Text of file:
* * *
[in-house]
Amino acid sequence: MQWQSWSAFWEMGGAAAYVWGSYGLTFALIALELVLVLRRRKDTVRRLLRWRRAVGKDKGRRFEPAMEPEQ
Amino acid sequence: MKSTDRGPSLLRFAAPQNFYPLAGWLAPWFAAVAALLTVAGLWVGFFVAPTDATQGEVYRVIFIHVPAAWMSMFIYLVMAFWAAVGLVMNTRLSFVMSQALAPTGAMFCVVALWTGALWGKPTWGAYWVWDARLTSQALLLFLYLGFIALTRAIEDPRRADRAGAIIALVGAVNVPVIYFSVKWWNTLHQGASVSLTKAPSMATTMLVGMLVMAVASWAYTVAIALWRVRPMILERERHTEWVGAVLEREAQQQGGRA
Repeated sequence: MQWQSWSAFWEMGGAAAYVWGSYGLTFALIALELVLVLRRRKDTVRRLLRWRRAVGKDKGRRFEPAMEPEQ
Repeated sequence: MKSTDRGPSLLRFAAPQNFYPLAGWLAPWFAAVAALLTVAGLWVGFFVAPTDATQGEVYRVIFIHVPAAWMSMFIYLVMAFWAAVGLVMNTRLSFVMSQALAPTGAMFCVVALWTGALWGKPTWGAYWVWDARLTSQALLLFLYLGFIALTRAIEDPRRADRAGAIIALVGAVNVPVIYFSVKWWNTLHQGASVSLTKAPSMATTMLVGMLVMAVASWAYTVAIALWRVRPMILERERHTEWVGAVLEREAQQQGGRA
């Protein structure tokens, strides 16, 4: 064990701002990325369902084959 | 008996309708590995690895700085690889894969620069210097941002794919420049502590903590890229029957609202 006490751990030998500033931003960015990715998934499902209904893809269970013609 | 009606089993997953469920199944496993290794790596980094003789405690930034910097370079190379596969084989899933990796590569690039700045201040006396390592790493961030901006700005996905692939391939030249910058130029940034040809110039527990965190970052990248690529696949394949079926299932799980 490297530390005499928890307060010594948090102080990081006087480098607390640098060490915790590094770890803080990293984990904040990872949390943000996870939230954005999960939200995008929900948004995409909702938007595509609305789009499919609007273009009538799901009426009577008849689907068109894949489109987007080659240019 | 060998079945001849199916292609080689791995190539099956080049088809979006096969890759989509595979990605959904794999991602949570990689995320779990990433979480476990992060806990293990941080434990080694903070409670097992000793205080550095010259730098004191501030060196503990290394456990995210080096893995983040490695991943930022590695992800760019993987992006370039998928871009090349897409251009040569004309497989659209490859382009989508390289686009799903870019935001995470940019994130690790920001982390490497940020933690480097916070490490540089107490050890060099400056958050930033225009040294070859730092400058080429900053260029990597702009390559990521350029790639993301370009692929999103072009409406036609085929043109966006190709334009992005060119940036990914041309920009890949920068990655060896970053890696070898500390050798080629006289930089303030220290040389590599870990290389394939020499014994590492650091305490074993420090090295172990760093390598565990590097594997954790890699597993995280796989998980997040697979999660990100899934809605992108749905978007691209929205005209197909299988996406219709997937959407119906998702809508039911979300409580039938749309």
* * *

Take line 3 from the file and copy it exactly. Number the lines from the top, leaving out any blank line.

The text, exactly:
Amino acid sequence: MKSTDRGPSLLRFAAPQNFYPLAGWLAPWFAAVAALLTVAGLWVGFFVAPTDATQGEVYRVIFIHVPAAWMSMFIYLVMAFWAAVGLVMNTRLSFVMSQALAPTGAMFCVVALWTGALWGKPTWGAYWVWDARLTSQALLLFLYLGFIALTRAIEDPRRADRAGAIIALVGAVNVPVIYFSVKWWNTLHQGASVSLTKAPSMATTMLVGMLVMAVASWAYTVAIALWRVRPMILERERHTEWVGAVLEREAQQQGGRA